Kazakhstan Considers Request to Increase Kashagan Project Cost
Thursday 12 January 2012
(Boolmberg) – Kazakhstan considers a request of Kashagan oil project’s partners to increase the budget for its first phase, Bloomberg reported with the reference to source aware of the matter.
The source said that Exxon Mobil Corp., Royal Dutch Shell Plc (RDSA) and other partners of the project made a request to increase the Kashagan’s first phase cost by 20% to US $46 billion. The current estimated cost of the project’s first phase hits $38.6 billion. The whole project is expected to cost $187 billion and it is expected to start production from the project’s experimental program is late 2012 with production of 75,000 barrels (11,900 m³) of oil per day. It should reach a production rate of 1.5 million barrels per day (240,000 m³/d) towards the end of 2010s.
Kashagan is Kazakhstan’s super-giant oil and gas field, located in the north of the Caspian Sea. Geological reserves at Kashagan are estimated at 4.8 billion tons of oil according to the Kazakh geologists. The field is offshore in a harsh environment, where sea ice is present in the winter and temperatures from -35° C to 40° C can be encountered.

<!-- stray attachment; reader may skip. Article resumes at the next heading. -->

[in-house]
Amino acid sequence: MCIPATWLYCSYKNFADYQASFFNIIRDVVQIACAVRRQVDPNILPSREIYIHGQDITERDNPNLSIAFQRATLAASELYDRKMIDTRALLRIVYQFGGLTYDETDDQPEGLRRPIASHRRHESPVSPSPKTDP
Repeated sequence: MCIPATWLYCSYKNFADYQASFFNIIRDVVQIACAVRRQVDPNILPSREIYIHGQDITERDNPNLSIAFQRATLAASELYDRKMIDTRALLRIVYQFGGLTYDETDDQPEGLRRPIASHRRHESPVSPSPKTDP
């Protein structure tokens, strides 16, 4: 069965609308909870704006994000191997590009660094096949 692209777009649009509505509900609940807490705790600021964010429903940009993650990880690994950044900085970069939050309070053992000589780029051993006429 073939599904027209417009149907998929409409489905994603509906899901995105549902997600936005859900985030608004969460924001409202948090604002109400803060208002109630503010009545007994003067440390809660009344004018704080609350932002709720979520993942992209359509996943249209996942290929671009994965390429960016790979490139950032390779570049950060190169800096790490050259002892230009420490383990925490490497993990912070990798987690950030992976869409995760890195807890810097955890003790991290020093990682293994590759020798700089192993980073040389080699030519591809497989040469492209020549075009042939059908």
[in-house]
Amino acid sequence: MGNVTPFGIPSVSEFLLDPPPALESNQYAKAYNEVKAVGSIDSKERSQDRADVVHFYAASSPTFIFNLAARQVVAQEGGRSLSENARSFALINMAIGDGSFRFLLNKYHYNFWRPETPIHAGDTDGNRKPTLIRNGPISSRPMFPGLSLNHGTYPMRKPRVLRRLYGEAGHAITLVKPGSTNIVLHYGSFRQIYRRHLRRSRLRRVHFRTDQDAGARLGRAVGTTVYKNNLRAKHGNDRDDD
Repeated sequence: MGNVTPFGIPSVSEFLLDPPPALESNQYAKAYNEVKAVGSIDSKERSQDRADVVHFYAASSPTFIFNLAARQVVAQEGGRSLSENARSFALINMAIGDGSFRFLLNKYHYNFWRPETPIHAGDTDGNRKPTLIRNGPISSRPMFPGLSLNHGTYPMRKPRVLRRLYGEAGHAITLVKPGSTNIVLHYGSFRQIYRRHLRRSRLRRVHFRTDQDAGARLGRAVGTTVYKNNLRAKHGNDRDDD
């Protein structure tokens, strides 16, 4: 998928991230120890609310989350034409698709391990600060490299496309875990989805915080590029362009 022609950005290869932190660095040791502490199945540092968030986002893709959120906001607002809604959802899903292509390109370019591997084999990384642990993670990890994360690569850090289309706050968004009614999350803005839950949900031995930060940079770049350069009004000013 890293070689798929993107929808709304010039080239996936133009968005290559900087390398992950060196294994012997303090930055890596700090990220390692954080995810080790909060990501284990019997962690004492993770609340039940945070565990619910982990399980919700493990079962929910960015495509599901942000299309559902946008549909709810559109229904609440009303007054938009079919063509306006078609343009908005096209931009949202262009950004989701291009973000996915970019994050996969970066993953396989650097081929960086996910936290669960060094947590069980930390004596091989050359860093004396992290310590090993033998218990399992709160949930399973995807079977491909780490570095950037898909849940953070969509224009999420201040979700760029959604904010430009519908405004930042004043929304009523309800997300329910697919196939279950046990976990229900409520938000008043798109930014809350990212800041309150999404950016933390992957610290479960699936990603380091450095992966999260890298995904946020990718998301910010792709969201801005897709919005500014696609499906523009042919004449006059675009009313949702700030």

The largest participants of the Kashagan project are currently the companies Eni, KMG Kashagan B.V., Total, ExxonMobil, and Royal Dutch Shell. Other participants are ConocoPhillips and Inpex. About 50 million tons of oil a year will be extracted in the first stage of experimental-industrial field development. The expected oil reserves of the Kashagan field are no less than 10 billion tons and gas reserves – more than 1 trillion m³.
According to the source, the international oil companies, which include Eni SpA (ENI) and Total SA (FP), will cover the extra cost themselves. Kazakhstan’s state energy company, which also has a stake in project, will reimburse them with barrels of oil for its share once output starts, he said.